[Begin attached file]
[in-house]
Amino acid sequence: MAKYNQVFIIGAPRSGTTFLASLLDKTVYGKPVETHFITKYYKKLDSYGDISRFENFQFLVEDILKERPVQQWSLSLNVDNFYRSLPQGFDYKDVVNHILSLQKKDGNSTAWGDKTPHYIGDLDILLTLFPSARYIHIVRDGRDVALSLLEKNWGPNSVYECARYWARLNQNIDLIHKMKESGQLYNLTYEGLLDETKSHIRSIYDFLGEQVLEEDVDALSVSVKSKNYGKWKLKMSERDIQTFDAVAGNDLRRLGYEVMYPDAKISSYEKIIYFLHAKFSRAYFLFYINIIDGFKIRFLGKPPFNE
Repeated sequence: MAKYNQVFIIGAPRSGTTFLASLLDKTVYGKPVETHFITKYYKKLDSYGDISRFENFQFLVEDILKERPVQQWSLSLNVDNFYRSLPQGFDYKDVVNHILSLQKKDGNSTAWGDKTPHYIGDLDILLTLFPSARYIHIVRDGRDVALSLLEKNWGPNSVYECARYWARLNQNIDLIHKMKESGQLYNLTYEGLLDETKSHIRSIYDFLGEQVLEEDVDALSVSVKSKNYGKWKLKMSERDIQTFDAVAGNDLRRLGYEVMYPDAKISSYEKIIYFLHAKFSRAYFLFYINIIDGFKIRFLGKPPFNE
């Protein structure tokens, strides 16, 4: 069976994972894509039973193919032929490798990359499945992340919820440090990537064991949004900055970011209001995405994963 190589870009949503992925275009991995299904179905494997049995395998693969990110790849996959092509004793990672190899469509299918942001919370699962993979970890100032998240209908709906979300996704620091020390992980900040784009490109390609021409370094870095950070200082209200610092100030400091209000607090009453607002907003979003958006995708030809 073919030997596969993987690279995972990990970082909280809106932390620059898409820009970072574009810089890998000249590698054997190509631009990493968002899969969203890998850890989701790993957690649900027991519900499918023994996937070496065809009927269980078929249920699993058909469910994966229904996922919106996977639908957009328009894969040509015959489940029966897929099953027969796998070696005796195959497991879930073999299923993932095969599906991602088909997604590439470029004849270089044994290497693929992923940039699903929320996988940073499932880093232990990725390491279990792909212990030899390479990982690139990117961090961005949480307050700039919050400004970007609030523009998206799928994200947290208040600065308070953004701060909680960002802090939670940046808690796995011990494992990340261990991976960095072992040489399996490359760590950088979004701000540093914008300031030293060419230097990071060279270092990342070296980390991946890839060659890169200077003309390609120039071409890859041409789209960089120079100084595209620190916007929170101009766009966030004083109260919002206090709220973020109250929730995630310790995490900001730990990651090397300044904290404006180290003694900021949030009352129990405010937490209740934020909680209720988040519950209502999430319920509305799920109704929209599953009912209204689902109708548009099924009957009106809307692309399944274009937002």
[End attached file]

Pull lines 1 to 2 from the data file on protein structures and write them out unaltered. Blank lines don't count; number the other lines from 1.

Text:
[in-house]
Amino acid sequence: MAKYNQVFIIGAPRSGTTFLASLLDKTVYGKPVETHFITKYYKKLDSYGDISRFENFQFLVEDILKERPVQQWSLSLNVDNFYRSLPQGFDYKDVVNHILSLQKKDGNSTAWGDKTPHYIGDLDILLTLFPSARYIHIVRDGRDVALSLLEKNWGPNSVYECARYWARLNQNIDLIHKMKESGQLYNLTYEGLLDETKSHIRSIYDFLGEQVLEEDVDALSVSVKSKNYGKWKLKMSERDIQTFDAVAGNDLRRLGYEVMYPDAKISSYEKIIYFLHAKFSRAYFLFYINIIDGFKIRFLGKPPFNE